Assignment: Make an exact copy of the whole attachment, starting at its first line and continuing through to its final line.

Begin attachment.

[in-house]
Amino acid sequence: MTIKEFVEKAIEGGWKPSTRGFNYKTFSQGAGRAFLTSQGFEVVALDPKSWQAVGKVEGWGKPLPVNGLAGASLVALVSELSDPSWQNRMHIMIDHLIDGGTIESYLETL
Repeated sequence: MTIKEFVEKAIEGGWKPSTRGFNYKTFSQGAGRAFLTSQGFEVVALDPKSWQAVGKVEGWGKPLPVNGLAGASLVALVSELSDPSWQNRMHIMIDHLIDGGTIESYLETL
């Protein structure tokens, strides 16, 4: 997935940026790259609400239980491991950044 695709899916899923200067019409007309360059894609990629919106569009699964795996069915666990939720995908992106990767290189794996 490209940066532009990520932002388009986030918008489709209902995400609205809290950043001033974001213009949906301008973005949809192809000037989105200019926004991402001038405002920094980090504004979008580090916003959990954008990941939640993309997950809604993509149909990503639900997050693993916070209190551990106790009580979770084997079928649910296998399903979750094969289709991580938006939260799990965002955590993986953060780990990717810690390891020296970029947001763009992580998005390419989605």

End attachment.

[in-house]
Amino acid sequence: MTIKEFVEKAIEGGWKPSTRGFNYKTFSQGAGRAFLTSQGFEVVALDPKSWQAVGKVEGWGKPLPVNGLAGASLVALVSELSDPSWQNRMHIMIDHLIDGGTIESYLETL
Repeated sequence: MTIKEFVEKAIEGGWKPSTRGFNYKTFSQGAGRAFLTSQGFEVVALDPKSWQAVGKVEGWGKPLPVNGLAGASLVALVSELSDPSWQNRMHIMIDHLIDGGTIESYLETL
């Protein structure tokens, strides 16, 4: 997935940026790259609400239980491991950044 695709899916899923200067019409007309360059894609990629919106569009699964795996069915666990939720995908992106990767290189794996 490209940066532009990520932002388009986030918008489709209902995400609205809290950043001033974001213009949906301008973005949809192809000037989105200019926004991402001038405002920094980090504004979008580090916003959990954008990941939640993309997950809604993509149909990503639900997050693993916070209190551990106790009580979770084997079928649910296998399903979750094969289709991580938006939260799990965002955590993986953060780990990717810690390891020296970029947001763009992580998005390419989605």